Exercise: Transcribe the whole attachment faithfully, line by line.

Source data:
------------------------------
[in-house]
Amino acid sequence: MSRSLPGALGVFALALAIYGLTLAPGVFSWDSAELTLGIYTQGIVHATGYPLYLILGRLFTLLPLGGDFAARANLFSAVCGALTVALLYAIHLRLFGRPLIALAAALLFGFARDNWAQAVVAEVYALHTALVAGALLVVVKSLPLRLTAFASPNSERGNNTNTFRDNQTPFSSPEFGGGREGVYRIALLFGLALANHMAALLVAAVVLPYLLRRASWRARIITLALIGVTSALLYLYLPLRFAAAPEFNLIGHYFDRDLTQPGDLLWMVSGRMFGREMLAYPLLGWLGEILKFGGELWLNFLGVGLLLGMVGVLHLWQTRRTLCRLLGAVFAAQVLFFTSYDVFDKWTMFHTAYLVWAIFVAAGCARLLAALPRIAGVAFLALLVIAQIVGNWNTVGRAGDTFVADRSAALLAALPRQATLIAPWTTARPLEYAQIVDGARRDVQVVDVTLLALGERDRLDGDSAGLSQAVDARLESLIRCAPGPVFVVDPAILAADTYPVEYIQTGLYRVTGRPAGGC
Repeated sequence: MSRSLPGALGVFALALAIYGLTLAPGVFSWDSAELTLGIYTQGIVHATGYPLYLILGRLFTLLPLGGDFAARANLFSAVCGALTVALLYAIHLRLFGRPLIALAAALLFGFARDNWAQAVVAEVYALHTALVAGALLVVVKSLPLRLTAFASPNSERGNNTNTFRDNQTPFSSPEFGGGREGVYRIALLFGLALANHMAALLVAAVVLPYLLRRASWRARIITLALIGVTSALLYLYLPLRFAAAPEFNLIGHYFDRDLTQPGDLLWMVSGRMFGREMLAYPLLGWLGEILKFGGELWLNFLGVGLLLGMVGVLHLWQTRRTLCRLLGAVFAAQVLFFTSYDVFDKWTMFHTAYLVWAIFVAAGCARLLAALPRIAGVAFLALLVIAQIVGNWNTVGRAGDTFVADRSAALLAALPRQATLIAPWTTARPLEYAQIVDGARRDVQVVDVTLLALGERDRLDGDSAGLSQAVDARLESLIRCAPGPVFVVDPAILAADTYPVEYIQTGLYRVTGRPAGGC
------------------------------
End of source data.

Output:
[in-house]
Amino acid sequence: MSRSLPGALGVFALALAIYGLTLAPGVFSWDSAELTLGIYTQGIVHATGYPLYLILGRLFTLLPLGGDFAARANLFSAVCGALTVALLYAIHLRLFGRPLIALAAALLFGFARDNWAQAVVAEVYALHTALVAGALLVVVKSLPLRLTAFASPNSERGNNTNTFRDNQTPFSSPEFGGGREGVYRIALLFGLALANHMAALLVAAVVLPYLLRRASWRARIITLALIGVTSALLYLYLPLRFAAAPEFNLIGHYFDRDLTQPGDLLWMVSGRMFGREMLAYPLLGWLGEILKFGGELWLNFLGVGLLLGMVGVLHLWQTRRTLCRLLGAVFAAQVLFFTSYDVFDKWTMFHTAYLVWAIFVAAGCARLLAALPRIAGVAFLALLVIAQIVGNWNTVGRAGDTFVADRSAALLAALPRQATLIAPWTTARPLEYAQIVDGARRDVQVVDVTLLALGERDRLDGDSAGLSQAVDARLESLIRCAPGPVFVVDPAILAADTYPVEYIQTGLYRVTGRPAGGC
Repeated sequence: MSRSLPGALGVFALALAIYGLTLAPGVFSWDSAELTLGIYTQGIVHATGYPLYLILGRLFTLLPLGGDFAARANLFSAVCGALTVALLYAIHLRLFGRPLIALAAALLFGFARDNWAQAVVAEVYALHTALVAGALLVVVKSLPLRLTAFASPNSERGNNTNTFRDNQTPFSSPEFGGGREGVYRIALLFGLALANHMAALLVAAVVLPYLLRRASWRARIITLALIGVTSALLYLYLPLRFAAAPEFNLIGHYFDRDLTQPGDLLWMVSGRMFGREMLAYPLLGWLGEILKFGGELWLNFLGVGLLLGMVGVLHLWQTRRTLCRLLGAVFAAQVLFFTSYDVFDKWTMFHTAYLVWAIFVAAGCARLLAALPRIAGVAFLALLVIAQIVGNWNTVGRAGDTFVADRSAALLAALPRQATLIAPWTTARPLEYAQIVDGARRDVQVVDVTLLALGERDRLDGDSAGLSQAVDARLESLIRCAPGPVFVVDPAILAADTYPVEYIQTGLYRVTGRPAGGC